Tuesday, August 31, 2010

TOP STORY > >Artist’s community was his palette

Leader editor

The young people wearing red talked and laughed as they waited outside Christ Episcopal Church in downtown Little Rock on Saturday morning, giving an impression that they were entering a wedding.

But tears streamed down the faces of those who sat inside and the dozens more who lined the walls of the hall, leaving little room for guests who were still trying to enter when the service started.

They were there for the funeral of Luke Hunsicker, 29, who died on Aug. 22 from brain cancer. Hunsicker grew up in Sherwood with two brothers, Lee and Lyle; their mother, Elizabeth, and father, Spurgeon, an Air Force veteran.

The 500 people who attended his funeral were touched by Luke’s affability and generous spirit, which made him popular among even the unfriendly.

“In my opinion, he’s not gone,” Luke’s wife Sydney said as she was encircled by friends on the patio at the Rev Room, a Little Rock music venue where Luke’s wake was held.

He was present in the attendees at the funeral, whose lives he affected, she said, and waved her hand toward the people who surrounded her.

Luke had strength and courage that he used for good, she said.

He was an optimist who loved life and communicating with others, which he did through art, music and conversation. Luke was bassist for the popular band American Princes, with whom he toured the country several times until he suffered his first seizure in 2008.

Many traveled to the funeral from out of state to give their condolences, such as Nate Powell of Bloomington, Ind., and Michael Motley of Athens, Ga.

Luke pursued his dream and inspired creativity in his friends. At the wake, Matt Anders, who met Luke while they were attending Parkview High School in Little Rock, described the band he was in with Luke and Mark Lierly of Little Rock a few years ago as “the best time of his life.”

“Music was his passion,” his mother Elizabeth said during a short break she took from hanging photographs of her son to display at the wake while Lee and Spurgeon carried in dozens of pieces of artwork for exhibit.

“He never thought he was good enough,” Liz said of Luke’s opinion of his art, which led him to pursue music more seriously.

The self-portraits in the Rev Room defied his opinion of his art. They revealed a deeply introspective man, who was curious about his own existence and who engraved that curiosity into his work.

One drawing, sketched with yellow and brown pencil, depicted his head ballooned and contorted above a too-thin neck. His eyes bulge with forcefulness, inviting the viewer into the inner world of the artist.

Luke’s eyes in the drawing express a serious wonder that was as much a part of his personality as his sense of humor.

He was happy, as if he knew he didn’t have time to waste, perhaps sensing the short length his life would be. He suffered debilitating headaches in high school that became worse as he got older. A UAMS surgeon removed in December 2008 what he said was a benign tumor. After another seizure in 2009, a second tumor was removed. More tumors appeared.

Photos used in a film at the wake showed a bald Luke smiling and making faces as he lay in bed, a result of chemotherapy treatments he started early this year. Sydney’s aunt Betty Lou Hamlin spoke at the funeral of Luke’s unburdened personality. She challenged attendees to focus on what they learned from the lessons Luke taught by the way he lived. We can choose to be generous with our own ability to love, as Luke was, or isolate ourselves from others, she said.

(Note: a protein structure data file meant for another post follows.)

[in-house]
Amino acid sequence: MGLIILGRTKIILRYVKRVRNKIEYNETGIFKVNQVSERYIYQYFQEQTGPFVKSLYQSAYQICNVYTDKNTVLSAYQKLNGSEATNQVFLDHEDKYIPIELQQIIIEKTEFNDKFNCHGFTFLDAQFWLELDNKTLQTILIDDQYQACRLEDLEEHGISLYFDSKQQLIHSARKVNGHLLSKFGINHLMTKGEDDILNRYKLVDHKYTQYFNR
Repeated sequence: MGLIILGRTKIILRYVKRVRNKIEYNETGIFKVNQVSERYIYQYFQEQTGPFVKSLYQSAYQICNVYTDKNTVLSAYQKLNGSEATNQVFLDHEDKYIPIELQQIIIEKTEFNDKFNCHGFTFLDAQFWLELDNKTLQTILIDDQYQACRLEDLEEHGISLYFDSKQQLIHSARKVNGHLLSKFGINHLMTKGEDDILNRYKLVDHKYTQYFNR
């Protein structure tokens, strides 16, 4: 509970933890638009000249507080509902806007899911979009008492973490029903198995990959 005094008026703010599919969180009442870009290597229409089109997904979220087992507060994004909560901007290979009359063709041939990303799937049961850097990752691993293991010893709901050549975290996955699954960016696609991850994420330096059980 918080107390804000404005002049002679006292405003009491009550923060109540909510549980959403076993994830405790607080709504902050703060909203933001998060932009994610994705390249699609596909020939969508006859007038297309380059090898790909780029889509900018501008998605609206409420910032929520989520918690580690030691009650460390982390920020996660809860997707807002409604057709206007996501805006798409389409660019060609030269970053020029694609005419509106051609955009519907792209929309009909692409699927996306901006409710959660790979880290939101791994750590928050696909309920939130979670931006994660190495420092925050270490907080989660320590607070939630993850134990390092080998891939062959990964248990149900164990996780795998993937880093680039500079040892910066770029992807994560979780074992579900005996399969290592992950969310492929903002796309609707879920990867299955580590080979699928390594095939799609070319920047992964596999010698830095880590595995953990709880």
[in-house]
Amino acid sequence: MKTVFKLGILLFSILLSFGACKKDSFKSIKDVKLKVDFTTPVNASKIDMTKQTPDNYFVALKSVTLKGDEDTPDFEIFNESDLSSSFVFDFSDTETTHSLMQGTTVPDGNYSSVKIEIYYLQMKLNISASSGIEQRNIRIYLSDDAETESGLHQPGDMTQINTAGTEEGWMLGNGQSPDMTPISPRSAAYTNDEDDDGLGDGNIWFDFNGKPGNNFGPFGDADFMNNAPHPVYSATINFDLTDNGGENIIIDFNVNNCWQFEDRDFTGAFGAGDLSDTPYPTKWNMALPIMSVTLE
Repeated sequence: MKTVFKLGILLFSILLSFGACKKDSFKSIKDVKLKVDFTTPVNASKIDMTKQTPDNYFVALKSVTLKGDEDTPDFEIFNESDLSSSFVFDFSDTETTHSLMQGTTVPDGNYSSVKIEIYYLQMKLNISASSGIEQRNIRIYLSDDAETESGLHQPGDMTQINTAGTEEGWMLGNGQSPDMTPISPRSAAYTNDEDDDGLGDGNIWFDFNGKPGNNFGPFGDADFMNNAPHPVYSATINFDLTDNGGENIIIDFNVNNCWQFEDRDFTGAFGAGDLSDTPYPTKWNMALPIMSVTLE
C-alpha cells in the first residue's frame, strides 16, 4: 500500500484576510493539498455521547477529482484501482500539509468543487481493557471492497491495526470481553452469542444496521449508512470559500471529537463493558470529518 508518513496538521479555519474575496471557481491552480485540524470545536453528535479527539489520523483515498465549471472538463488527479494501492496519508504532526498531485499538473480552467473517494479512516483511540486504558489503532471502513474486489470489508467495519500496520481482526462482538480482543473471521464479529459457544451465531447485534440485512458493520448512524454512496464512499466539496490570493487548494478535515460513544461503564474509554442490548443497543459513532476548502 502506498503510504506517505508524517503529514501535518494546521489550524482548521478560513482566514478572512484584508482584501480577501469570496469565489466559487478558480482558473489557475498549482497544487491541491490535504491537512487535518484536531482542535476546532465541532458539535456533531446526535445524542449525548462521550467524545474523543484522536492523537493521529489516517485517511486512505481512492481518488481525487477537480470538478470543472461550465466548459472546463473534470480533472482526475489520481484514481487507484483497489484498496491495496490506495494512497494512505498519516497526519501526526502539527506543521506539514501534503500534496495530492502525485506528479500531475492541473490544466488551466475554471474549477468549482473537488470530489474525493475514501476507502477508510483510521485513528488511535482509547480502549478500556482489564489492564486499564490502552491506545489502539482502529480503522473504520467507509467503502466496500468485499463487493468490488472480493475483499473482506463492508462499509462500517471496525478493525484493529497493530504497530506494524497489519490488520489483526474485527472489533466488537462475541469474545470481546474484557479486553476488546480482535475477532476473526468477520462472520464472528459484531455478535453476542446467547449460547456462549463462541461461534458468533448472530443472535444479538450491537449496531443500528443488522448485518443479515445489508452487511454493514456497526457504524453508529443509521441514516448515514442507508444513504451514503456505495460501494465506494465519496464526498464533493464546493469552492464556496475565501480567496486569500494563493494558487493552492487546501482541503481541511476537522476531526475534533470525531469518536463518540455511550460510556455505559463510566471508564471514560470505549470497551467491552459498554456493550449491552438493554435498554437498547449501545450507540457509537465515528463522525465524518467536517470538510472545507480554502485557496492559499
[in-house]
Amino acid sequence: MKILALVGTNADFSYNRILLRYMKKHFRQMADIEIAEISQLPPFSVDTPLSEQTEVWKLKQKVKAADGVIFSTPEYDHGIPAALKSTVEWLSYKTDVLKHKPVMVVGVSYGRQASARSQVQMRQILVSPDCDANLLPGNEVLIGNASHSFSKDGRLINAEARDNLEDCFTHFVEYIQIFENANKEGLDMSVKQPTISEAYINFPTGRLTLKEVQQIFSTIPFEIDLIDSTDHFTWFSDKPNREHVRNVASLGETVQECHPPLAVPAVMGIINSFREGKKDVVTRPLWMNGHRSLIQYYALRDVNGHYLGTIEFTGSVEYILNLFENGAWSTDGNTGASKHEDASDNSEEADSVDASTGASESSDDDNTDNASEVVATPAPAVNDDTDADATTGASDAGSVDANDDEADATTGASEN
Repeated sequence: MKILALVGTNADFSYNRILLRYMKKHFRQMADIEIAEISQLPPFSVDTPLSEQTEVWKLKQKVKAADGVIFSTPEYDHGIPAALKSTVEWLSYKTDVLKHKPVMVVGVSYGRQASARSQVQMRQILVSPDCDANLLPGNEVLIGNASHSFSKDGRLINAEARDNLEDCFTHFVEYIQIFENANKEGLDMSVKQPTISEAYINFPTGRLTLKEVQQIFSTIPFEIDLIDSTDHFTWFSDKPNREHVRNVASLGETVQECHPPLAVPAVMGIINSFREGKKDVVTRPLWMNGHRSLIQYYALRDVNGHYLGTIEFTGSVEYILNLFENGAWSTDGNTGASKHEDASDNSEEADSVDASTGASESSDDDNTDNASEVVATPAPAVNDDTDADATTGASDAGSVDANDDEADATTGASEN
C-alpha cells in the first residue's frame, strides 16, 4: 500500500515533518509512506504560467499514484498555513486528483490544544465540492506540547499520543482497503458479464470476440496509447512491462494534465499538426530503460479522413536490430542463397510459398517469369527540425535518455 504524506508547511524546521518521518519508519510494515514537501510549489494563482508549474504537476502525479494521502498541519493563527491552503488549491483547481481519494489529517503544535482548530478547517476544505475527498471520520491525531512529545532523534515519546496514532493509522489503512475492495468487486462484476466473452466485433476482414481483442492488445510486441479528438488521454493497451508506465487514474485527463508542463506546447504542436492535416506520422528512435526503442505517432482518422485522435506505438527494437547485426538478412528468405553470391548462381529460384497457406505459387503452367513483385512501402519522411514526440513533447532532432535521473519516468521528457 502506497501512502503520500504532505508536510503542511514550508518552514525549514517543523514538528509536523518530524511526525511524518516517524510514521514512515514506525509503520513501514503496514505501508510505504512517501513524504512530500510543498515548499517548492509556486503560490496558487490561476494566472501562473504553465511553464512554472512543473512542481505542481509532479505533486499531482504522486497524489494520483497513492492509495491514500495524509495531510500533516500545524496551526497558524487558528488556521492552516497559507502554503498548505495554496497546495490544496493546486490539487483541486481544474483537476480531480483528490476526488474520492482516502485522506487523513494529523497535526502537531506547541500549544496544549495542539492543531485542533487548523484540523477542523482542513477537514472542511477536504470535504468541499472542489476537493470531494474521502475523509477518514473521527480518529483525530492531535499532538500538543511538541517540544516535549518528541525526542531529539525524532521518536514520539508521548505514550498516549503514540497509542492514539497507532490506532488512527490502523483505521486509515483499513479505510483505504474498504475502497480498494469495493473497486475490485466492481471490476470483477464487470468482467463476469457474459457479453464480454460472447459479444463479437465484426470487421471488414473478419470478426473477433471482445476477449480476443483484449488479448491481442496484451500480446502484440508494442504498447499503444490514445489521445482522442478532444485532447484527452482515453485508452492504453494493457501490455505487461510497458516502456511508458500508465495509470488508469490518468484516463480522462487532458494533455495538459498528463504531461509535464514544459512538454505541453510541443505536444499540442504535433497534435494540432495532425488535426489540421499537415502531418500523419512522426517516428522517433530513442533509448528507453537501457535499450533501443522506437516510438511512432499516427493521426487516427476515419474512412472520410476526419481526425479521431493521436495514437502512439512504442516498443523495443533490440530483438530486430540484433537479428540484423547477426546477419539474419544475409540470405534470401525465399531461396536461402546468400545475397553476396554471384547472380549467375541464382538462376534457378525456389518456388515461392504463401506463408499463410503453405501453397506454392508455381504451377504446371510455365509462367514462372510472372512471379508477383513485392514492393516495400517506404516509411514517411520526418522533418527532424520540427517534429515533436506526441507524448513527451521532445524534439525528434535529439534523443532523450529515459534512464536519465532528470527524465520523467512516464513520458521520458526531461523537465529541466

“One of the things that was most impactful to me was the experience of Luke radiating love to anyone who came into the room,” she said.

“At the same time, he was a man who was able to receive love, to take it in without discounting or pushing it away and quite frankly, I don’t know a lot of people who have enough natural confidence to both give and receive love.”

Even after life, Luke’s body will serve other people. With Sydney’s encouragement, he decided to donate his body to Genesis Medical Education and Research Institute in Memphis to further science.

After Hamlin’s eulogy, Luke’s closest friends left their seats and walked onstage to perform. Many of these friends were members of bands, including American Princes. Those who weren’t musicians paid homage to Luke by joining in on tambourine and contributing backup vocals for a performance of Neil Young’s “Harvest Moon.”

They danced to the acoustic guitars, put their arms around each other, smiled and cried as they sang, “I want to celebrate, see the shining in your eyes, because I’m still in love with you, I want to see you dance again.”

Sydney brought the family dog, whom she rescued with Luke, onstage during the group’s rendition of “All You Need Is Love.”

“All you need is Rugs, Rugs, all you need is Rugs,” she sang while holding her dog, demonstrating the sense of humor that bonded the couple in the life they shared until his death.

She had rehearsed the songs with her friends every night since Luke’s death. Many of them told her they had never had so much fun. “It’s not so bad that I got to spend every day of the last two years with the love of my life,” she said at the wake.